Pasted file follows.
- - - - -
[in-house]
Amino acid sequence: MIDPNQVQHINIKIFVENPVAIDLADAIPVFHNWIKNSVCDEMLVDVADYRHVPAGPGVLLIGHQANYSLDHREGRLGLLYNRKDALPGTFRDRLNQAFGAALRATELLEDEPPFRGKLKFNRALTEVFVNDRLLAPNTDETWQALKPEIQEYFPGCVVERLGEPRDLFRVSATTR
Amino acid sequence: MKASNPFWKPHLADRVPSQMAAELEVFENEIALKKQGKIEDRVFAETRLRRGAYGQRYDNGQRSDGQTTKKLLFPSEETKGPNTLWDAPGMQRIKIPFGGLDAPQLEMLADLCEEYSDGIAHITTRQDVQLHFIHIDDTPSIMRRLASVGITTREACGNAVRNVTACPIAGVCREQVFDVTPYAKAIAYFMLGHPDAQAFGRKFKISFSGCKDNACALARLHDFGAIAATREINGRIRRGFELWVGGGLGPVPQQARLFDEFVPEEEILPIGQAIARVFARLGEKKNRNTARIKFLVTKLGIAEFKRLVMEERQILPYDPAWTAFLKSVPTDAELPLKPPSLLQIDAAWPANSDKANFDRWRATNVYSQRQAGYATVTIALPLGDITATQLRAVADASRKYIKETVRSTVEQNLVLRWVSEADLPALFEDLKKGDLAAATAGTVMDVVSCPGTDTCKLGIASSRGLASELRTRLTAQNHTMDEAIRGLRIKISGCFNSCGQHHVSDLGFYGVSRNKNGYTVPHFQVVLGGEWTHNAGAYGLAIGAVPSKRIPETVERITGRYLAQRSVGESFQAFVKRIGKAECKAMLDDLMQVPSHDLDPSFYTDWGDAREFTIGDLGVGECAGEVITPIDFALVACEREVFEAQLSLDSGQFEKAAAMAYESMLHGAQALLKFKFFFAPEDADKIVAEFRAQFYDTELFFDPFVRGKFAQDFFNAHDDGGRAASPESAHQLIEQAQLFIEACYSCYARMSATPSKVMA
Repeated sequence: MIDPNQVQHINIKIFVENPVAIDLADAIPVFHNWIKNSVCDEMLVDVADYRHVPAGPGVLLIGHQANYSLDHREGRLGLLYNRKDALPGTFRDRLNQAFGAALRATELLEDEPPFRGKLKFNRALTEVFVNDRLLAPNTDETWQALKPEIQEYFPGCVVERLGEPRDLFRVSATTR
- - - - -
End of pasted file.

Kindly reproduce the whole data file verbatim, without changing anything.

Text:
[in-house]
Amino acid sequence: MIDPNQVQHINIKIFVENPVAIDLADAIPVFHNWIKNSVCDEMLVDVADYRHVPAGPGVLLIGHQANYSLDHREGRLGLLYNRKDALPGTFRDRLNQAFGAALRATELLEDEPPFRGKLKFNRALTEVFVNDRLLAPNTDETWQALKPEIQEYFPGCVVERLGEPRDLFRVSATTR
Amino acid sequence: MKASNPFWKPHLADRVPSQMAAELEVFENEIALKKQGKIEDRVFAETRLRRGAYGQRYDNGQRSDGQTTKKLLFPSEETKGPNTLWDAPGMQRIKIPFGGLDAPQLEMLADLCEEYSDGIAHITTRQDVQLHFIHIDDTPSIMRRLASVGITTREACGNAVRNVTACPIAGVCREQVFDVTPYAKAIAYFMLGHPDAQAFGRKFKISFSGCKDNACALARLHDFGAIAATREINGRIRRGFELWVGGGLGPVPQQARLFDEFVPEEEILPIGQAIARVFARLGEKKNRNTARIKFLVTKLGIAEFKRLVMEERQILPYDPAWTAFLKSVPTDAELPLKPPSLLQIDAAWPANSDKANFDRWRATNVYSQRQAGYATVTIALPLGDITATQLRAVADASRKYIKETVRSTVEQNLVLRWVSEADLPALFEDLKKGDLAAATAGTVMDVVSCPGTDTCKLGIASSRGLASELRTRLTAQNHTMDEAIRGLRIKISGCFNSCGQHHVSDLGFYGVSRNKNGYTVPHFQVVLGGEWTHNAGAYGLAIGAVPSKRIPETVERITGRYLAQRSVGESFQAFVKRIGKAECKAMLDDLMQVPSHDLDPSFYTDWGDAREFTIGDLGVGECAGEVITPIDFALVACEREVFEAQLSLDSGQFEKAAAMAYESMLHGAQALLKFKFFFAPEDADKIVAEFRAQFYDTELFFDPFVRGKFAQDFFNAHDDGGRAASPESAHQLIEQAQLFIEACYSCYARMSATPSKVMA
Repeated sequence: MIDPNQVQHINIKIFVENPVAIDLADAIPVFHNWIKNSVCDEMLVDVADYRHVPAGPGVLLIGHQANYSLDHREGRLGLLYNRKDALPGTFRDRLNQAFGAALRATELLEDEPPFRGKLKFNRALTEVFVNDRLLAPNTDETWQALKPEIQEYFPGCVVERLGEPRDLFRVSATTR